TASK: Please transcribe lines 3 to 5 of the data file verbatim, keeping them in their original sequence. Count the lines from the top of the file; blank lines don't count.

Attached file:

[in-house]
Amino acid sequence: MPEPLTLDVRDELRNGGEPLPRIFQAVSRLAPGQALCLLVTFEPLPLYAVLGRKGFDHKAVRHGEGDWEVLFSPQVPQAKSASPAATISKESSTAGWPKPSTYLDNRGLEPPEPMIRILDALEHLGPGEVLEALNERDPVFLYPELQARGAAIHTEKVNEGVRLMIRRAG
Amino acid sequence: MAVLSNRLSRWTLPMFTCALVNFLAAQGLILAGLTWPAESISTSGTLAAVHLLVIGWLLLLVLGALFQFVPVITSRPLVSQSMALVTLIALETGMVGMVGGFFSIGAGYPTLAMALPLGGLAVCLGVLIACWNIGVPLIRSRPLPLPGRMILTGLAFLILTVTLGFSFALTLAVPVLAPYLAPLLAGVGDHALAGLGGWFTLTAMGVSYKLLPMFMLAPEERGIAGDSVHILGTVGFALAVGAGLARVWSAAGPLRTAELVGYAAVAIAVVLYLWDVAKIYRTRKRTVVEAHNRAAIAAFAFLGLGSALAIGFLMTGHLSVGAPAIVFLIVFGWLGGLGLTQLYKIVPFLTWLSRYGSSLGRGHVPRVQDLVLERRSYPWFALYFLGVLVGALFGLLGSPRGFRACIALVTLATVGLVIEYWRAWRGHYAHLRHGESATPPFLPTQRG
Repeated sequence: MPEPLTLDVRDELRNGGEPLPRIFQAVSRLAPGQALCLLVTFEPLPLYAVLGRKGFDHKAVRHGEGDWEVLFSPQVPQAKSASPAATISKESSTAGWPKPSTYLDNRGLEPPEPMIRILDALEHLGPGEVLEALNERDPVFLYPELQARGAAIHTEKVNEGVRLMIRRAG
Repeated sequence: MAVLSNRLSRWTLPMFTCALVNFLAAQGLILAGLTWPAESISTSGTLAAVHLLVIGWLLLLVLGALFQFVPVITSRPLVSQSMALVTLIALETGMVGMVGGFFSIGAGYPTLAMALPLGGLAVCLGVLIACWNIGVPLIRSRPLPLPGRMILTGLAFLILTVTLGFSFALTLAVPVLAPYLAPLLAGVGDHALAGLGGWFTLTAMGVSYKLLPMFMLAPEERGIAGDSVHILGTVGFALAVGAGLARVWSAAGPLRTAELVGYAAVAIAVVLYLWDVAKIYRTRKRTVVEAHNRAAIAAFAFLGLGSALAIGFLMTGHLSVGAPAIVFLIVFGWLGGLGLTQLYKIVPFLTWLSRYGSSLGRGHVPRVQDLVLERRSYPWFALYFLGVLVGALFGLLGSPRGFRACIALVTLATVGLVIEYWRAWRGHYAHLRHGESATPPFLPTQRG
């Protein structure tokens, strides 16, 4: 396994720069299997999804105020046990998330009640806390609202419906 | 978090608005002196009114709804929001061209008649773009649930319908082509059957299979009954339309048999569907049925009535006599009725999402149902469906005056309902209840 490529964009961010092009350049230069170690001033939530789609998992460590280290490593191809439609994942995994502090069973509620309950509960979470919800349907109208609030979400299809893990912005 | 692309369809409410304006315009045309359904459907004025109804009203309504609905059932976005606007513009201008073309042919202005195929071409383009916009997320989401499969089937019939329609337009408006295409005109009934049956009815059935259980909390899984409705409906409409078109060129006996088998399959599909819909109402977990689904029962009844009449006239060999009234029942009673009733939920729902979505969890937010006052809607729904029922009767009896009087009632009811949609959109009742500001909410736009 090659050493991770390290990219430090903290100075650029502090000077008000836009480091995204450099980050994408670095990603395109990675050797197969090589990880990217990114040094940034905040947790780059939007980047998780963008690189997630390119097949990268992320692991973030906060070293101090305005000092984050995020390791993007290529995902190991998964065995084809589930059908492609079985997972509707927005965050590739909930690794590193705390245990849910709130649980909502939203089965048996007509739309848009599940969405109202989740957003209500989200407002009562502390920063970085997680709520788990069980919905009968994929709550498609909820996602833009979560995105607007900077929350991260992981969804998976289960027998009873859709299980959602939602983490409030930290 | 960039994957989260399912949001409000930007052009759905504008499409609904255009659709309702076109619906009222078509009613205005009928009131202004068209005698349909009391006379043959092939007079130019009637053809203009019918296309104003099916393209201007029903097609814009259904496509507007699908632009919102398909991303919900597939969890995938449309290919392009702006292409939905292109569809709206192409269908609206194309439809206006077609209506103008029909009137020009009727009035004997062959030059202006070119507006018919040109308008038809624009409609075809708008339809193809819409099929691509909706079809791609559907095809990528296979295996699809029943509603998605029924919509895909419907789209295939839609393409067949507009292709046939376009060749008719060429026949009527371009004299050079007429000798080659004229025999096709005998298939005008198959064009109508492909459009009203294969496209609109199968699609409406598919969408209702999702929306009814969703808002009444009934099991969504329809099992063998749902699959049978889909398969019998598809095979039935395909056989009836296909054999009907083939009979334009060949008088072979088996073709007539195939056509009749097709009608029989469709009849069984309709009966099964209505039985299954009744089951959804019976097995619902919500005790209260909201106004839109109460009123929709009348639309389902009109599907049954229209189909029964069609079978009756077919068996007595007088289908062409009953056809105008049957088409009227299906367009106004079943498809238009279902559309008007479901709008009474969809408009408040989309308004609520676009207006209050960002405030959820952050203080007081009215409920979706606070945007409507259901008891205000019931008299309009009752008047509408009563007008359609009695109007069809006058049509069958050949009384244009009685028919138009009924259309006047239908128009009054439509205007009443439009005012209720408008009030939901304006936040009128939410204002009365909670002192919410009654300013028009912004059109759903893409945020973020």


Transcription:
Amino acid sequence: MAVLSNRLSRWTLPMFTCALVNFLAAQGLILAGLTWPAESISTSGTLAAVHLLVIGWLLLLVLGALFQFVPVITSRPLVSQSMALVTLIALETGMVGMVGGFFSIGAGYPTLAMALPLGGLAVCLGVLIACWNIGVPLIRSRPLPLPGRMILTGLAFLILTVTLGFSFALTLAVPVLAPYLAPLLAGVGDHALAGLGGWFTLTAMGVSYKLLPMFMLAPEERGIAGDSVHILGTVGFALAVGAGLARVWSAAGPLRTAELVGYAAVAIAVVLYLWDVAKIYRTRKRTVVEAHNRAAIAAFAFLGLGSALAIGFLMTGHLSVGAPAIVFLIVFGWLGGLGLTQLYKIVPFLTWLSRYGSSLGRGHVPRVQDLVLERRSYPWFALYFLGVLVGALFGLLGSPRGFRACIALVTLATVGLVIEYWRAWRGHYAHLRHGESATPPFLPTQRG
Repeated sequence: MPEPLTLDVRDELRNGGEPLPRIFQAVSRLAPGQALCLLVTFEPLPLYAVLGRKGFDHKAVRHGEGDWEVLFSPQVPQAKSASPAATISKESSTAGWPKPSTYLDNRGLEPPEPMIRILDALEHLGPGEVLEALNERDPVFLYPELQARGAAIHTEKVNEGVRLMIRRAG
Repeated sequence: MAVLSNRLSRWTLPMFTCALVNFLAAQGLILAGLTWPAESISTSGTLAAVHLLVIGWLLLLVLGALFQFVPVITSRPLVSQSMALVTLIALETGMVGMVGGFFSIGAGYPTLAMALPLGGLAVCLGVLIACWNIGVPLIRSRPLPLPGRMILTGLAFLILTVTLGFSFALTLAVPVLAPYLAPLLAGVGDHALAGLGGWFTLTAMGVSYKLLPMFMLAPEERGIAGDSVHILGTVGFALAVGAGLARVWSAAGPLRTAELVGYAAVAIAVVLYLWDVAKIYRTRKRTVVEAHNRAAIAAFAFLGLGSALAIGFLMTGHLSVGAPAIVFLIVFGWLGGLGLTQLYKIVPFLTWLSRYGSSLGRGHVPRVQDLVLERRSYPWFALYFLGVLVGALFGLLGSPRGFRACIALVTLATVGLVIEYWRAWRGHYAHLRHGESATPPFLPTQRG